‘The Poisoner’ Recap
Rene and the team begin episode 4 of Irma Vep by shooting the party sequence as the set hosts a special guest, Mr. Gautier. He’s the financier of the project and has dropped by. The real reason why it was commissioned by him is also explained.
Gautier actually wanted Mira to endorse his company’s new perfume line, Dreamscape. The previous campaign was a huge success and he wants to repeat the feat. His harsh words one on one with Rene deeply affect the already troubled filmmaker.
Rene feels inadequate and incompetent. His “prestige” product is called “niche” and “not binge-worthy” by Gautier. His admission of using it as a ruse to attract Mira – and not because of Rene’s creative inputs – deeply hurt him.
Mira and her agent Zelda’s ongoing tussle about taking the Silver Surfers project and the Dreamscape campaign becomes central in the episode’s storyline. Mira reluctantly agrees to do the campaign but not the film.
Rene has a vivid dream where her former wife and star of the Irma Vep film, Jade Lee visits her. They talk about how they miss each other and still have feelings. Rene then loses her and calls his therapist multiple times, who blocks his number.
He frantically texts Mira to come by his apartment. The two have a deep conversation about Rene’s creative force and reiterate the phraseology that he is making something meaningful.
The reassurance is needed for the insecure Rene, who still feels Feuillade’s original and inventiveness are untouchable and unrepeatable. Zoe and Mira almost have a flirtatious evening but the tension fizzles out. Late at night, Mira gets a vexed phone call from former boyfriend Eamonn. He visits her hotel and reveals that his girlfriend Lianna has suffered a miscarriage. In an emotional moment, the two reconnect and make love.
The Original and TV Adaptation
The Grand Vampire poses as the Baron. Irma poses as his niece. We see the elaborate birthday bash that Philippe mentioned in the previous episode.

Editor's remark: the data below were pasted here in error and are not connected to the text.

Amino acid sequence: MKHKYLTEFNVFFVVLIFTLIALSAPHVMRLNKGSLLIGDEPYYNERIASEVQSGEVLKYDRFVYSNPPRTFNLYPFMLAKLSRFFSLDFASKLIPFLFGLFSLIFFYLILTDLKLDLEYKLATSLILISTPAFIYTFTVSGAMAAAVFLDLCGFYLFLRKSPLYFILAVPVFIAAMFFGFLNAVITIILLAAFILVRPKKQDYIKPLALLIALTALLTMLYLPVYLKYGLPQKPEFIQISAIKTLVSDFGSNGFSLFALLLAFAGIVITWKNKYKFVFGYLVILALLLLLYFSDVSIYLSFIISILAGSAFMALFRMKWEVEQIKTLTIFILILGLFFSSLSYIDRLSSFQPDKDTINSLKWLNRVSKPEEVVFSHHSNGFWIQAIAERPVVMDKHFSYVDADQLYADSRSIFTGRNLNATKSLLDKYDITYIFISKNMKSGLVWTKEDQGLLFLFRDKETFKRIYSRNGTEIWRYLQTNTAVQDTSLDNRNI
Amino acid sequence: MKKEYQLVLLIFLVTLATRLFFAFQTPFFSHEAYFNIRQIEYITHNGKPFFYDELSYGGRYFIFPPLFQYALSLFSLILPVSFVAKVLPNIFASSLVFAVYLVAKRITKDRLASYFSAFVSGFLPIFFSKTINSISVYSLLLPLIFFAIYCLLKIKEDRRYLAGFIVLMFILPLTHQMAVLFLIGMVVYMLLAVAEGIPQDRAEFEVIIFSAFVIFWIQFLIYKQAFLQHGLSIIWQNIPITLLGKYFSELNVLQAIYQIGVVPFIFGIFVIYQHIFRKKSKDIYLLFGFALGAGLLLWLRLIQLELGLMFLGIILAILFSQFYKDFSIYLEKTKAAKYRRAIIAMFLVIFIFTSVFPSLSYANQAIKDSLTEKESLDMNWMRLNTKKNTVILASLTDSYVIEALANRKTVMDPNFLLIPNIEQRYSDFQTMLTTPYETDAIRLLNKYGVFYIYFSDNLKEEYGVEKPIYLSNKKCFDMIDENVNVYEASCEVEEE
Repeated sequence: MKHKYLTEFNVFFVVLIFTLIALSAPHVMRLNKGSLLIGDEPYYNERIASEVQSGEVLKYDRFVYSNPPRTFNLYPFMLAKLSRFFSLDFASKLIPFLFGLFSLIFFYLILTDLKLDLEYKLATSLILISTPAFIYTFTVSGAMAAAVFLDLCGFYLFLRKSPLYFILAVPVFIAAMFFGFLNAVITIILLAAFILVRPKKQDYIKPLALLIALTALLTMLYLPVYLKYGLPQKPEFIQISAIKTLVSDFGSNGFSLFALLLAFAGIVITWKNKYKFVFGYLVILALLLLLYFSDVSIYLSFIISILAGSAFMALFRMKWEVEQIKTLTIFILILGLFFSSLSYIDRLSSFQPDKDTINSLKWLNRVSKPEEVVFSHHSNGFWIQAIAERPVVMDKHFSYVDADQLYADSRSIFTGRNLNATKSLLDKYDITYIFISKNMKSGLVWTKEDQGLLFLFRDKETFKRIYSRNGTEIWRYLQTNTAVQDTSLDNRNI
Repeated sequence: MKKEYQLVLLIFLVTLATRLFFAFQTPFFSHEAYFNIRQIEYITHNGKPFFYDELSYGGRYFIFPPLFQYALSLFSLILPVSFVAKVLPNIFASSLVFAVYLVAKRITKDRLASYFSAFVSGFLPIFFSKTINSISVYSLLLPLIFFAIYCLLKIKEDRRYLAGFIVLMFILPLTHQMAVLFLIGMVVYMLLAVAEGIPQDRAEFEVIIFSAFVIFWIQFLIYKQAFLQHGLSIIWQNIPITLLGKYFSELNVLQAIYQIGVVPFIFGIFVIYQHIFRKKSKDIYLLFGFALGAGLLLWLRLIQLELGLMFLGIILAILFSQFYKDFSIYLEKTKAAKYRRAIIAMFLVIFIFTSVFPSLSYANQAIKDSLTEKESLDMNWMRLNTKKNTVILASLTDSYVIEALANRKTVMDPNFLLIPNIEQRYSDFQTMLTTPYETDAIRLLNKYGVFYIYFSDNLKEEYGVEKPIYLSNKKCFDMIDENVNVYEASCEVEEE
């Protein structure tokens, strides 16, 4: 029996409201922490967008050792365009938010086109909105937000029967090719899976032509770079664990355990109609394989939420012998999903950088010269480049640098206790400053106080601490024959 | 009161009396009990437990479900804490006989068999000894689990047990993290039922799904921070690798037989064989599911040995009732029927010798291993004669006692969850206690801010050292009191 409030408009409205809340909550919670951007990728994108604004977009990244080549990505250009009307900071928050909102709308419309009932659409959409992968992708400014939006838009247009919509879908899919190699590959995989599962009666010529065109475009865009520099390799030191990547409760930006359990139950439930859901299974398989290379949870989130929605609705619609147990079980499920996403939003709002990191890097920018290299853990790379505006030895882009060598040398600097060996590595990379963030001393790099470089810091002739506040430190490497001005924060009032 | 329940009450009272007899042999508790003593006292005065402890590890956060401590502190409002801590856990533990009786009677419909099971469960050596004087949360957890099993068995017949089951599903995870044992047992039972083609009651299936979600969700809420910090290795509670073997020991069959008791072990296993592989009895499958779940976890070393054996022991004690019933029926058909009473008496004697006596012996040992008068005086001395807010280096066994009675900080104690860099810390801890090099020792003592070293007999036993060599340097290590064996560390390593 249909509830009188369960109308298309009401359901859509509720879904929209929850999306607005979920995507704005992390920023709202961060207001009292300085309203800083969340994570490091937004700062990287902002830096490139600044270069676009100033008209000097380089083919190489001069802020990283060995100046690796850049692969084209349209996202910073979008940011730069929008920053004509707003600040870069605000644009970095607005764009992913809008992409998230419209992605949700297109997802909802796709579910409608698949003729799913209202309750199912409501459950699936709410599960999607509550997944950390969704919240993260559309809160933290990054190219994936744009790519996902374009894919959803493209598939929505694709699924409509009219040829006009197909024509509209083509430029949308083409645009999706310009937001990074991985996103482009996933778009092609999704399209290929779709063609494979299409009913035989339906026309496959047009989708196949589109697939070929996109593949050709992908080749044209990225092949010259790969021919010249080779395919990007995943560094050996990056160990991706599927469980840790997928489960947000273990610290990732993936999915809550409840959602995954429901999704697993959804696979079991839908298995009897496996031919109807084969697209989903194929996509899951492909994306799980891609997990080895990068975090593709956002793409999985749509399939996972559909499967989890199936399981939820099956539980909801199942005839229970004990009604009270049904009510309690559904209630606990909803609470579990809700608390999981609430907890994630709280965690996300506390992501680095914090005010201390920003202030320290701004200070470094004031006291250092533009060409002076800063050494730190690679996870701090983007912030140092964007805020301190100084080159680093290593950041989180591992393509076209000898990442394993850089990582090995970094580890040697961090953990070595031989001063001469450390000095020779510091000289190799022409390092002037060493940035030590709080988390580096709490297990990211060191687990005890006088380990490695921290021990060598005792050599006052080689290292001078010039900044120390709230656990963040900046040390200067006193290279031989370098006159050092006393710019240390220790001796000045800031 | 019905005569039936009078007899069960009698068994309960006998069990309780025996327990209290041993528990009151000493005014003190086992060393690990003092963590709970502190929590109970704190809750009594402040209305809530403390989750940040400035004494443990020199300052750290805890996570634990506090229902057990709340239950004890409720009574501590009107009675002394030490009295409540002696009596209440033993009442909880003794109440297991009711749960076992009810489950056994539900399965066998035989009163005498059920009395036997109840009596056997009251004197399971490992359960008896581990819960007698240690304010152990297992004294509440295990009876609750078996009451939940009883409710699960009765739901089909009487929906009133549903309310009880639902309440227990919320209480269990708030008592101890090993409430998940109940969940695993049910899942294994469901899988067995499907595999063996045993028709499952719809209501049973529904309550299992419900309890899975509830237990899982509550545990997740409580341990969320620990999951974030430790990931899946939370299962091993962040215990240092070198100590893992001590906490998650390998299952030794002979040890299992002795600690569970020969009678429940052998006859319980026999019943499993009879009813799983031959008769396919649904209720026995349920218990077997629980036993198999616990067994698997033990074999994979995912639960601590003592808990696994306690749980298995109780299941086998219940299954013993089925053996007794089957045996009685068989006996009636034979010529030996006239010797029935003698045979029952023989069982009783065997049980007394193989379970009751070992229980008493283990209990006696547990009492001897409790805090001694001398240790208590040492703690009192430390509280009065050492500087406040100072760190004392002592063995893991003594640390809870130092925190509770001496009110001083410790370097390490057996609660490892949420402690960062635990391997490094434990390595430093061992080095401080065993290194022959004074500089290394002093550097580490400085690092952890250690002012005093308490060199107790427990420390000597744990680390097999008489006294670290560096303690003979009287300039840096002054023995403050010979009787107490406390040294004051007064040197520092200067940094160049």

Actually, it is a ruse by The Vampires to loot the people who attend it. They use gas to make the people in the room unconscious. But as Moreno has the information, he is always a step ahead. He has been following the gang.
The moment they take the loot in their vehicle, Moreno jumps on the roof. One by one, he throws all the bags of loot and vanishes into thin air. Philippe arrives at the party with the police to witness the decimation.
Moreno hypnotizes his maid, Lilly to obey his instructions. We will see his criminal plan unfold in the next episode. Philippe and Mazzamat, his partner, are riding their bicycles when they spot the horseman, Mr. Werner, hiding the treasure.
Cracks have started to appear in the Vampire gang, worrying the Grand Vampire and Irma. She follows a treasure map that will take them to the loot, Meanwhile, Philippe and Mazzamat learn the Vampire’s location and plan their next step.
The Episode Review
Creator Oliver Assays carries over his learnings from episode three into this one. His deft balance between the present and past is slightly wayward. It errs on the wrong side on a few occasions. But his central narrative is strong and clear. He has a clear idea where it is going and how it will end up, as opposed to the delirious attempts in episodes one and two to “find the way as they go”.
We get to see more precious moments from Feuillade’s 1916 original that makes the feat even more respectful. Rene’s intimidation against the great director’s scripted playbook is not uncommon in modern pop culture. Assays is fully aware of the changing consciousness and prove how such prestige products become commercial vehicles for one reason or the other in the end.
Mira’s character is unwinding and becoming more accessible to the viewer. As she spends more time in Paris and away from the glamour of LA, she is emboldened to find herself. It is a cheeky thing to say but is brought out well by Assays in episode four. Playing the character and being the character are two different things.
When Mira says being Irma gives her perspective, it means that she is looking for disruption in her current life. The moment she dons the suit, she feels empowered. A life of seclusion and anonymity is in her grasp. A different challenge suddenly presents itself. That is what she seeks. Mixing up her goals in the context means her moving away from the stardom, and celeb culture. It has become toxic for her.
She feels like in that suit, she can escape out into the night, and stay hidden in the shadows of the decrypt corners of society. She feels asphyxiated with these commitments; they make her miserable. The artist in Mira guides her hands as she makes moves in personal and professional space that she wouldn’t have otherwise.